Boston University students have taken to social media to vent their frustrations about lost items after using the University-provided United Parcel Service Pack, Store or Ship Program that was offered free of charge after the campus closed in March.
During the move, more than 50,000 boxes were packed, according to BU spokesperson Colin Riley.
Through the program, students who could not return to campus were required to have BU-hired packers box up their belongings to be either shipped home or stored by UPS, Riley wrote in an email. The packers, Riley wrote, were a mix of BU-contracted workers and BU Facilities employees.
Students unable to ship to an address within the continental U.S. were forced to store their items due to shipping restrictions.
Students who chose to and were eligible to have their items shipped began receiving packages to their selected address in the summer. UPS is also holding items in storage until January, but those interested in retrieving their boxes were able to do so once move-in began in August.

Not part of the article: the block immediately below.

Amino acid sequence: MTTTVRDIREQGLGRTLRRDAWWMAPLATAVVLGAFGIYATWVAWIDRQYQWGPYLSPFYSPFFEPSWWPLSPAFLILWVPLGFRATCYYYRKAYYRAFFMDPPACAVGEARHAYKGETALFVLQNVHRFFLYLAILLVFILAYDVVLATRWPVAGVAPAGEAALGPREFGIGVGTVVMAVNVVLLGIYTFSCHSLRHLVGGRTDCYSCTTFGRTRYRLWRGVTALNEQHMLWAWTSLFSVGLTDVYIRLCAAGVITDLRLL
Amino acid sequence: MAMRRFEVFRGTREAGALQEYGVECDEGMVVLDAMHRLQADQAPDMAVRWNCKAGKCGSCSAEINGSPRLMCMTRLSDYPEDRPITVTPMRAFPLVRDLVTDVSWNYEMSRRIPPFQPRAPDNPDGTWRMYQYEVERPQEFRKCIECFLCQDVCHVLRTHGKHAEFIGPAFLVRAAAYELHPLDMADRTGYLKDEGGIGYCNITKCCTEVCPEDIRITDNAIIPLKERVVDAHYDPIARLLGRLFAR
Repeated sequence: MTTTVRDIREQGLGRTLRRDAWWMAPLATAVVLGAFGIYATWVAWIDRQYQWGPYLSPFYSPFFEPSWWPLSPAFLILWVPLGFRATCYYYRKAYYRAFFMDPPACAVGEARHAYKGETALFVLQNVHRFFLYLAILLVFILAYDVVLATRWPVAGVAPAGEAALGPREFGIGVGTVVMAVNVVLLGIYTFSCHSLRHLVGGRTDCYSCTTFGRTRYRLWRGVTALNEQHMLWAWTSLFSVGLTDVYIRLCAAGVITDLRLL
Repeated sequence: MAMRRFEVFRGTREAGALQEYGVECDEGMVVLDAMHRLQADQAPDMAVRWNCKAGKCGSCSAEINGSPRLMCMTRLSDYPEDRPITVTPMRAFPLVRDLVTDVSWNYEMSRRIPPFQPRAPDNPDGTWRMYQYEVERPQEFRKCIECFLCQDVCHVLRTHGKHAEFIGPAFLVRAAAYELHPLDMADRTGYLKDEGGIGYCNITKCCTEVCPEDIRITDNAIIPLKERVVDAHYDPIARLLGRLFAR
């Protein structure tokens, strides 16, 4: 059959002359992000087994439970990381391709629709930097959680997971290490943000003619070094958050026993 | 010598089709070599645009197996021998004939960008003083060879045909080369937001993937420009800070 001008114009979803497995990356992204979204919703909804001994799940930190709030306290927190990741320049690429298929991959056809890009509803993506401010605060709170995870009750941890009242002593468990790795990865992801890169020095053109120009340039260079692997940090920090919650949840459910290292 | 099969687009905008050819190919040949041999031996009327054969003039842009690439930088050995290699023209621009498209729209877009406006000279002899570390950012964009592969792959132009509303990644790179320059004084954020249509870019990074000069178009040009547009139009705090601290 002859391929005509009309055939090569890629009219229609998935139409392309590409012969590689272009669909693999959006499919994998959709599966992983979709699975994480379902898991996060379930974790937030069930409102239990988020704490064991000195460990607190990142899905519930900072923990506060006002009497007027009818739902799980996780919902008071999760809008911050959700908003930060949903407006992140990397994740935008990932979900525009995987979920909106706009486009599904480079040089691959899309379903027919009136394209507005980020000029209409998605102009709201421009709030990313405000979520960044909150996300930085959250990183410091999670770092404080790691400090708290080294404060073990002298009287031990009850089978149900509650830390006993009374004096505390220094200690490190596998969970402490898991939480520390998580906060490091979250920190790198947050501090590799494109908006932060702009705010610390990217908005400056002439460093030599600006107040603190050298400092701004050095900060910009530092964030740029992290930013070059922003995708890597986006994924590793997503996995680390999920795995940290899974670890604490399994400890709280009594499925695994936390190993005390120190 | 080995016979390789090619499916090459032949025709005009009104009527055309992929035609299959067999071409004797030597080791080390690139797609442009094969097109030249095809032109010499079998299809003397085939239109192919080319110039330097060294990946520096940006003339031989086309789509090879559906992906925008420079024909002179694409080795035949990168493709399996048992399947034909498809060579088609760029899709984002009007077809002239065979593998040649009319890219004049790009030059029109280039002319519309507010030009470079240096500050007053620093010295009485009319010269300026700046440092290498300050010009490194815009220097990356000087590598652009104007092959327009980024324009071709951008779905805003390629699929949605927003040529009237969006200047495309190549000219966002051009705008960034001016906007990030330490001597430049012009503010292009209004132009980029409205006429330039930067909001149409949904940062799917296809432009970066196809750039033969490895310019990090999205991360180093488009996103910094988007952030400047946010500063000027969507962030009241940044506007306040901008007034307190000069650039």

Items such as food, oversized belongings and uncontainable liquids were not able to be packed, Riley wrote. The large items were available for storage.
As boxes began being returned throughout the summer, some students were already reporting missing or damaged items.
A Daily Free Press article reported in June that College of General Studies sophomore Kait McFall found $400 in cash missing from where she had kept it inside of a jewelry box, which she did receive. McFall had said a glass jar was also shattered due to poor packing.
Students who have missing items, Riley wrote, should first contact UPS to receive a claim ticket, then reach out to National Student Services Inc. for an insurance claim — if necessary — and, finally, contact BU Police Department if it is suspected that the items were stolen. Riley added that the University is aware of these reports.